It may be a non-issue. Maybe people won’t care. I can imagine there are some people who will look at him in a wheelchair and think he’s not “strong enough”, though. That’s a terrible thing, but that doesn’t mean it’s not a possibility.

  32. 32
    Tommy says:

    @Corner Stone: I am not an expert on Texas, but it is my experience when you have good universities businesses come to you. I mean what higher wage industry doesn’t want an educated workforce.

  33. 33
    SiubhanDuinne says:


    I hope some folks throw some money her way. A few weeks ago MHP had the former head of the NAACP and a congresswomen from Georgia on. They noted that there were 800,000 people able to vote, but not registered. And they only lost the governors race by 275,000 votes. They ranted on getting those folks registered but they need money to do it.

    Must’ve been from some other state. Georgia hasn’t had a woman in Congress since 2007.

  34. 34
    Tommy says:

    @SiubhanDuinne: The Georgia House. Not the one in DC :).

  35. 35
    Lolis says:

    I live in Texas. It seems like Wendy Davis is making unforced errors. She made recent comments that were very muddled about abortion and sounded like she supported banning abortions after 20 weeks in most situations. She needs young, idealistic women to win the race and I think she may end up pushing them away. She will also need a lot of money from women’s groups. I am pessimistic about her chances.

  36. 36
    SiubhanDuinne says:


    His face is etched into a permasneer.

    I’m a gentle soul, really, but every time I see a picture of Ted Cruz I want to slam my clenched fist into his upraised nose.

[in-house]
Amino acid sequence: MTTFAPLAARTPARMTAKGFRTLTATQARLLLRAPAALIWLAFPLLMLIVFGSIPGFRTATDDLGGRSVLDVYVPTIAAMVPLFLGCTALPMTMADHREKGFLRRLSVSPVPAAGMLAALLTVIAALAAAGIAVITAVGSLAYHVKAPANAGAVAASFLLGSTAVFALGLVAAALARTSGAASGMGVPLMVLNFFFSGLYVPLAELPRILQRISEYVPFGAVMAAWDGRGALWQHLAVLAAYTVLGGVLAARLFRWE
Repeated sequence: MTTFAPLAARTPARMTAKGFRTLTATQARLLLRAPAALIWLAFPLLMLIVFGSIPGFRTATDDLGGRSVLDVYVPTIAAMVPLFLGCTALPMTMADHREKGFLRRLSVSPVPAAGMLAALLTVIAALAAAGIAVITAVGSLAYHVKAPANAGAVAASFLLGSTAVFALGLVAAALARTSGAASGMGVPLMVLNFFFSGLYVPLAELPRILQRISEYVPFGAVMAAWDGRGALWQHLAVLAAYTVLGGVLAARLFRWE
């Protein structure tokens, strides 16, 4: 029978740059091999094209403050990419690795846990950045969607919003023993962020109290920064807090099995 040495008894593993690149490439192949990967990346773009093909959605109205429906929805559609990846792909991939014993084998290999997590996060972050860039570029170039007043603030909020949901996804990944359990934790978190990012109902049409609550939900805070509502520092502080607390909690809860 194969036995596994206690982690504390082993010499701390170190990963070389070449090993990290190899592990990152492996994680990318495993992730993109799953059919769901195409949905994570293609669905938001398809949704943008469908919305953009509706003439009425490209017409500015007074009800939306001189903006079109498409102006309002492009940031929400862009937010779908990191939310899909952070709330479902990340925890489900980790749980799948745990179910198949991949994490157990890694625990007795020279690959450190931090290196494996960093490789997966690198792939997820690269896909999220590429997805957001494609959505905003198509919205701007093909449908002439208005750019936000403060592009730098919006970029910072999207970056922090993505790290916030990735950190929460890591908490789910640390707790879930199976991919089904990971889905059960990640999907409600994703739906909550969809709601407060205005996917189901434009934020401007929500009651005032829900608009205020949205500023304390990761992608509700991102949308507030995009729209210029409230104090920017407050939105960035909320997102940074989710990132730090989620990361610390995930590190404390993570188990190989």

37. 37
    SiubhanDuinne says:

    @Tommy: oh, okay. Thanks.

  38. 38
    Corner Stone says:

    @Violet: I personally don’t think it’s going to be a decisive factor. The people who were going to vote R are still going to vote R. I don’t believe they’ll stay home because he’s not walking the rope line at rally events.
    I agree on WD’s profile, and feel for her path to victory it’s going to take getting people excited about her chance to win.
    To do that, she’s going to have to play some very tricky ball, indeed. Because if she incites the wrong kind of note she could lose a chunk of conservative D males. That’s wrong, but just the way it is.
    So she’ll have to keep women at a near fever pitch to turn out for her, while also staying on an even keel on issues we’d rather she went balls out on. Texas just isn’t there yet. Maybe 2024 a real hardcore liberal can make it through, DeBlasio style rhetoric, but not too much before then.
    I personally don’t think she’s a liberal, and am ready to shrug off a lot of stated positions because I want her to win and I want her to stick it right in the fucking faces of all these asshole anti-women pigfucking wingnuts.

  39. 39
    Tommy says:

    @SiubhanDuinne: I tried to find the link cause it was an amazing segment. I don’t want to throw out misinformation but the former head of the NAACP is doing a lot of work with voter registration. Again I don’t recall the exact amount they had spent and how many they had registered to vote in 2012 but I recall my jaw hitting the floor and thinking I had misheard it. It was a sum of money that seemed like nothing.

  40. 40
    Corner Stone says:

    I did a lot of work for Bill White’s campaign. It was all volunteer, but it was more than nine months of a lot of fucking work. One of the people who first hired me had a relative in his campaign and I worked through that contact. I also had done a lot of work for Nick Lampson but there wasn’t much crossover, unsurprisingly.
    Anyway, the people I worked with for Bill White have been super reluctant to get involved for WD, even unofficially.
    So, lots of work left to do on those fronts.

  41. 41
    Corner Stone says:

    @SiubhanDuinne: I’m a peaceful man, but his face is absolutely #1 on the List of MostPunchableFaces. By far. It’s like who comes in second in spending on their military behind the US.

  42. 42
    Tommy says:

    @SiubhanDuinne: It is that smirk he has. Well he always has. Like he thinks we’re all idiots. He shouldn’t have to explain himself. Or that he is so dare sure of himself why even question him.

  43. 43
    kindness says:

    I wish I had more faith that enough people would actually get out and vote so Davis could win. The population advantage is there but the drive to go vote isn’t with our side. Too many people who would directly benefit from a Democratic run government refuse to help that happen. You’d think that enlightened self interest would be enough but no, it isn’t.

  44. 44
    Corner Stone says: